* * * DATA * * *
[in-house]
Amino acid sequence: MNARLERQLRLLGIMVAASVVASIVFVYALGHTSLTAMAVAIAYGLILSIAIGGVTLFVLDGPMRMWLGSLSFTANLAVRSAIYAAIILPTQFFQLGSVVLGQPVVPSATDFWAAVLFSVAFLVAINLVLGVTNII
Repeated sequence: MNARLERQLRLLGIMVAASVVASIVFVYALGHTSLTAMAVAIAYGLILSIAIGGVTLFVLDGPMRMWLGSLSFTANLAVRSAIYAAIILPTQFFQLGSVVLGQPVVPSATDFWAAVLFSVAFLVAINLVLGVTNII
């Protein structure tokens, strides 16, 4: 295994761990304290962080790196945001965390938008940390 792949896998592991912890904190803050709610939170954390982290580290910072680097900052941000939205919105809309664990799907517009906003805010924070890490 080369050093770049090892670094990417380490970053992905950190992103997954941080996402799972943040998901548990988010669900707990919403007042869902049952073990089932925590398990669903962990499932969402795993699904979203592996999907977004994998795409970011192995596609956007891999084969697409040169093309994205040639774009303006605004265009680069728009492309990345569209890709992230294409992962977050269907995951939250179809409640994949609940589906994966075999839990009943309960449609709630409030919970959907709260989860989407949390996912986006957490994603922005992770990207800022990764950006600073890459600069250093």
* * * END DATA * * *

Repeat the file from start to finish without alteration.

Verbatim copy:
[in-house]
Amino acid sequence: MNARLERQLRLLGIMVAASVVASIVFVYALGHTSLTAMAVAIAYGLILSIAIGGVTLFVLDGPMRMWLGSLSFTANLAVRSAIYAAIILPTQFFQLGSVVLGQPVVPSATDFWAAVLFSVAFLVAINLVLGVTNII
Repeated sequence: MNARLERQLRLLGIMVAASVVASIVFVYALGHTSLTAMAVAIAYGLILSIAIGGVTLFVLDGPMRMWLGSLSFTANLAVRSAIYAAIILPTQFFQLGSVVLGQPVVPSATDFWAAVLFSVAFLVAINLVLGVTNII
């Protein structure tokens, strides 16, 4: 295994761990304290962080790196945001965390938008940390 792949896998592991912890904190803050709610939170954390982290580290910072680097900052941000939205919105809309664990799907517009906003805010924070890490 080369050093770049090892670094990417380490970053992905950190992103997954941080996402799972943040998901548990988010669900707990919403007042869902049952073990089932925590398990669903962990499932969402795993699904979203592996999907977004994998795409970011192995596609956007891999084969697409040169093309994205040639774009303006605004265009680069728009492309990345569209890709992230294409992962977050269907995951939250179809409640994949609940589906994966075999839990009943309960449609709630409030919970959907709260989860989407949390996912986006957490994603922005992770990207800022990764950006600073890459600069250093």